After one particularly fun ride, Jules and I were reviewing how I did and I was trying to explain that I noticed I was kind of dragging my left foot off the board and it was slowing me down. As I walked up to her I said, "Jules, I think I'm . . . " and she said, "Kicking ass?" I love it when she says stuff like that. Although I always say, no, that's not what I was going to say.
I did a lot of surfing on my knees today. It's not really what I want to be doing, but it's something. I continue to be completely amazed at how stable the board feels. And now when I end up on my knees I'm totally up and my arms are relaxed and I'm looking around. Very different from before. Another cool thing about riding on my knees today is that I took a lot of waves where I didn't wipe out. I'd say at least half. I actually rode it in and either sat back down on my board or made a decision to slide off. Controlling my dismount is revolutionary, folks. A little different than being shot out of a cannon.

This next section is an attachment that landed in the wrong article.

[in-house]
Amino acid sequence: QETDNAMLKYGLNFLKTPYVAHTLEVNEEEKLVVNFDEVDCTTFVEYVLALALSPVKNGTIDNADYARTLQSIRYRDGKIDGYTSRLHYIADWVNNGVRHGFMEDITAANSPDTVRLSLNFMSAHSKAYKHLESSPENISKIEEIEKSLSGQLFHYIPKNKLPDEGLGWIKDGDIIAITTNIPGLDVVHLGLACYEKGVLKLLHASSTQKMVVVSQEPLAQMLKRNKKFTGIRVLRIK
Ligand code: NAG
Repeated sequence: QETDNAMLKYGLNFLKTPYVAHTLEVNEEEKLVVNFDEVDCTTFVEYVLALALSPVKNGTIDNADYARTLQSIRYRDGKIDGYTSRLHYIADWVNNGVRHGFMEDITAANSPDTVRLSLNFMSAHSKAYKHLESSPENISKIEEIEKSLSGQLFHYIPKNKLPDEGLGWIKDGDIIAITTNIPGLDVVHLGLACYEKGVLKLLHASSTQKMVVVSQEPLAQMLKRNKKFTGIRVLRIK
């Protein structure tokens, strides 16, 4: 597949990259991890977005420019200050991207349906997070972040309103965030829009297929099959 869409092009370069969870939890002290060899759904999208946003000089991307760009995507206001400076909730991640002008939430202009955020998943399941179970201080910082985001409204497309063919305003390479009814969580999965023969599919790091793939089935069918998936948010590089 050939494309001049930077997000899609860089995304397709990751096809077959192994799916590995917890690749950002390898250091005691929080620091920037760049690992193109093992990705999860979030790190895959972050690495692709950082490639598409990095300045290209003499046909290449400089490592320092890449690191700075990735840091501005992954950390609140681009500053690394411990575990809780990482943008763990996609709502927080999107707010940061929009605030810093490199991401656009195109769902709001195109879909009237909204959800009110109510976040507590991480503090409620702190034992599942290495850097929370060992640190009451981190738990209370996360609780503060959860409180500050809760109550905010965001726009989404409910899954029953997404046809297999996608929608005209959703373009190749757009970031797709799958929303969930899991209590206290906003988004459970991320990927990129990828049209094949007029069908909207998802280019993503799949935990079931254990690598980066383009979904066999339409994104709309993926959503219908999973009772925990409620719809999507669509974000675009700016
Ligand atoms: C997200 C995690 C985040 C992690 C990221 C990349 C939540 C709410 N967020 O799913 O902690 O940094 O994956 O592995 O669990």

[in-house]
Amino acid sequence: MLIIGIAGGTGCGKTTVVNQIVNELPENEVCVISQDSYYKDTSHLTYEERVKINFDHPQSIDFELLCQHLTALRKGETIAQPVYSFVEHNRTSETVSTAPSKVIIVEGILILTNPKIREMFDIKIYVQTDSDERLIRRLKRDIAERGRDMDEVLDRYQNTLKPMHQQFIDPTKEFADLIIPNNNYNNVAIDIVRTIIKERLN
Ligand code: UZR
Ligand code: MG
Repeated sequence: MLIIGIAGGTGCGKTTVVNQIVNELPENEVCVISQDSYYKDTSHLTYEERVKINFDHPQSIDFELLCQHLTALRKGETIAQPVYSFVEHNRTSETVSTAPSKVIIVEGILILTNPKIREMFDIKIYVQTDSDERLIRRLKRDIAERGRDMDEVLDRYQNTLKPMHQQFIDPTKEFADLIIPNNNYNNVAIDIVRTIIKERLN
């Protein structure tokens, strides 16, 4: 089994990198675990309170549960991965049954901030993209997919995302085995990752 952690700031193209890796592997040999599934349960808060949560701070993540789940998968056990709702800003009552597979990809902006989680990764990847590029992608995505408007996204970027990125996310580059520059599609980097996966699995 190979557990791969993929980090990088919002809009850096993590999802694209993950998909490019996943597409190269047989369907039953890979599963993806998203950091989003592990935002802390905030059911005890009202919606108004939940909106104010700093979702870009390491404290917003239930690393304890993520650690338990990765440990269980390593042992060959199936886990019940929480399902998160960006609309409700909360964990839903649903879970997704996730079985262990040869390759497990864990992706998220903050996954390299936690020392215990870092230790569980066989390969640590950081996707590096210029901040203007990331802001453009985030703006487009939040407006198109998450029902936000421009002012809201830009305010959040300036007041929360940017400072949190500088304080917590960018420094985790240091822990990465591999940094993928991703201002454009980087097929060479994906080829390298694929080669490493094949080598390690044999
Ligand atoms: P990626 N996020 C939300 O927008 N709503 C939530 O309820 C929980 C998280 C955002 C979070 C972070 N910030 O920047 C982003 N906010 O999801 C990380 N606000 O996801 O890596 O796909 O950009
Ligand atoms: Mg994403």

Jules graduated me to riding a little further up on the board, which felt very different. I guess she starts folks out a little further back and inches them forward when they're ready. I need more time to practice this, but I can see how it would give me more of the "rolling floor" experience that I need to feel confident enough to stand up for the whole wave. When you ride too far back on the board, your weight makes the nose come up a bit and it's not very stable. When you ride too far forward on the board, well, you pearl.
I pearled today for the first time. It was nuts! One minute I was on the board paddling, (strangely enough with the feeling that I was too far forward), and the next minute I was having a true washing machine experience. I had enough time to think, god, I really don't know what's happening or what direction is up. That is a crazy experience. I was quite confused and when I was able to stand, I put my hands in the air and yelled to Jules, "What happened?!" And then I learned the word pearl. The bummer is that when I went underwater and was thrashed around, I slammed into the ocean floor pretty hard on my left shoulder. I felt it immediately and by the time I'd returned my rented gear and was driving home, I was getting quite stiff. So I shouldn't have, but I've already scheduled a massage for tomorrow. It's still killing me to move it around and I like that shoulder and want it to work. So I'm going to enjoy the massage and try to figure out a way to roll a little better when I face plant.